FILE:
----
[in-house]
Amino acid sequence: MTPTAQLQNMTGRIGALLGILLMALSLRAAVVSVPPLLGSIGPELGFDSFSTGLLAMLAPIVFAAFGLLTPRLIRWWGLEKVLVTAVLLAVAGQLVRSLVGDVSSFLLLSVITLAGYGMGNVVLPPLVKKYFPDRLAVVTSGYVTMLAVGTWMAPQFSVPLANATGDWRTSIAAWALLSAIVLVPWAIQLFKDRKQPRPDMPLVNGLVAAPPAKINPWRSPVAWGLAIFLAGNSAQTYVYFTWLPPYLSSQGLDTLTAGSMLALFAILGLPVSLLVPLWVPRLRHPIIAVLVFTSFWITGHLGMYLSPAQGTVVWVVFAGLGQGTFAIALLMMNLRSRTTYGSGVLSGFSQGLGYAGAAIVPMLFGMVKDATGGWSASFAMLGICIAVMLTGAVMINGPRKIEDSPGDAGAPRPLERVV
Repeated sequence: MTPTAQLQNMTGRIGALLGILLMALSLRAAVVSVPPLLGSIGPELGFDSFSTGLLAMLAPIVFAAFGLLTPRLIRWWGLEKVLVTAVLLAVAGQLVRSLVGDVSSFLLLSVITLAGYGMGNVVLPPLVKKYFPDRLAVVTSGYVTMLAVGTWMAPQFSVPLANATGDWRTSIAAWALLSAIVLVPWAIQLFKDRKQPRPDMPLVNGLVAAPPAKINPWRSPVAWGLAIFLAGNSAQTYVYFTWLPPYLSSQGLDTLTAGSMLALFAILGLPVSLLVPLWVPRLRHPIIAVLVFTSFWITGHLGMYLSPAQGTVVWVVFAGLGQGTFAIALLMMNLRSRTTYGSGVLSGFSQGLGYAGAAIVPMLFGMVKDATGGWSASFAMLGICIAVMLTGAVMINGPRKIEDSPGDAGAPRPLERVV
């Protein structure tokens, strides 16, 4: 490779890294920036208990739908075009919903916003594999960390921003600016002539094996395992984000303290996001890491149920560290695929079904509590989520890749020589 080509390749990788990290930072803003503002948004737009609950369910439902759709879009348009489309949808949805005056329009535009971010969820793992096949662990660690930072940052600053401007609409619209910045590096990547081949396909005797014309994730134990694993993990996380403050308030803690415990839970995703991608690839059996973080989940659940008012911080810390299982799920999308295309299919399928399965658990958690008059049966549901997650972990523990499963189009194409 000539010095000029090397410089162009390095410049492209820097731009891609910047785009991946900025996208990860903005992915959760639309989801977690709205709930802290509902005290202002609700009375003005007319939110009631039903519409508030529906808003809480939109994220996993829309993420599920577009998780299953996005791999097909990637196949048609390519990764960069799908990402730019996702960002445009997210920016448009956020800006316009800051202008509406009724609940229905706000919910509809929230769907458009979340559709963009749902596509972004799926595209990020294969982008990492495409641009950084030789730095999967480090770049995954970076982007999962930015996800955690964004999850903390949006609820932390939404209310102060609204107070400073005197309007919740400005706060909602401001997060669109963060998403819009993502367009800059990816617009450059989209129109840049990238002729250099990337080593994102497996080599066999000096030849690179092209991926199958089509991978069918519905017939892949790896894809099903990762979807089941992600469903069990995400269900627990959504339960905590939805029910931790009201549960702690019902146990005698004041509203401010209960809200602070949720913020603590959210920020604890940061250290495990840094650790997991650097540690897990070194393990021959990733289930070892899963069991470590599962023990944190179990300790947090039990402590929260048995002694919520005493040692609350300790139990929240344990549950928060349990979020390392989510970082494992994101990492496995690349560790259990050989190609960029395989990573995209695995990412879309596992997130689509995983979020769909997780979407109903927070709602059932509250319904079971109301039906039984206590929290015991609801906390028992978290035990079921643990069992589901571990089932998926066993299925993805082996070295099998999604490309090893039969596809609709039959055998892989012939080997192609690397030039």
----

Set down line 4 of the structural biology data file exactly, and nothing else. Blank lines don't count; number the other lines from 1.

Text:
């Protein structure tokens, strides 16, 4: 490779890294920036208990739908075009919903916003594999960390921003600016002539094996395992984000303290996001890491149920560290695929079904509590989520890749020589 080509390749990788990290930072803003503002948004737009609950369910439902759709879009348009489309949808949805005056329009535009971010969820793992096949662990660690930072940052600053401007609409619209910045590096990547081949396909005797014309994730134990694993993990996380403050308030803690415990839970995703991608690839059996973080989940659940008012911080810390299982799920999308295309299919399928399965658990958690008059049966549901997650972990523990499963189009194409 000539010095000029090397410089162009390095410049492209820097731009891609910047785009991946900025996208990860903005992915959760639309989801977690709205709930802290509902005290202002609700009375003005007319939110009631039903519409508030529906808003809480939109994220996993829309993420599920577009998780299953996005791999097909990637196949048609390519990764960069799908990402730019996702960002445009997210920016448009956020800006316009800051202008509406009724609940229905706000919910509809929230769907458009979340559709963009749902596509972004799926595209990020294969982008990492495409641009950084030789730095999967480090770049995954970076982007999962930015996800955690964004999850903390949006609820932390939404209310102060609204107070400073005197309007919740400005706060909602401001997060669109963060998403819009993502367009800059990816617009450059989209129109840049990238002729250099990337080593994102497996080599066999000096030849690179092209991926199958089509991978069918519905017939892949790896894809099903990762979807089941992600469903069990995400269900627990959504339960905590939805029910931790009201549960702690019902146990005698004041509203401010209960809200602070949720913020603590959210920020604890940061250290495990840094650790997991650097540690897990070194393990021959990733289930070892899963069991470590599962023990944190179990300790947090039990402590929260048995002694919520005493040692609350300790139990929240344990549950928060349990979020390392989510970082494992994101990492496995690349560790259990050989190609960029395989990573995209695995990412879309596992997130689509995983979020769909997780979407109903927070709602059932509250319904079971109301039906039984206590929290015991609801906390028992978290035990079921643990069992589901571990089932998926066993299925993805082996070295099998999604490309090893039969596809609709039959055998892989012939080997192609690397030039």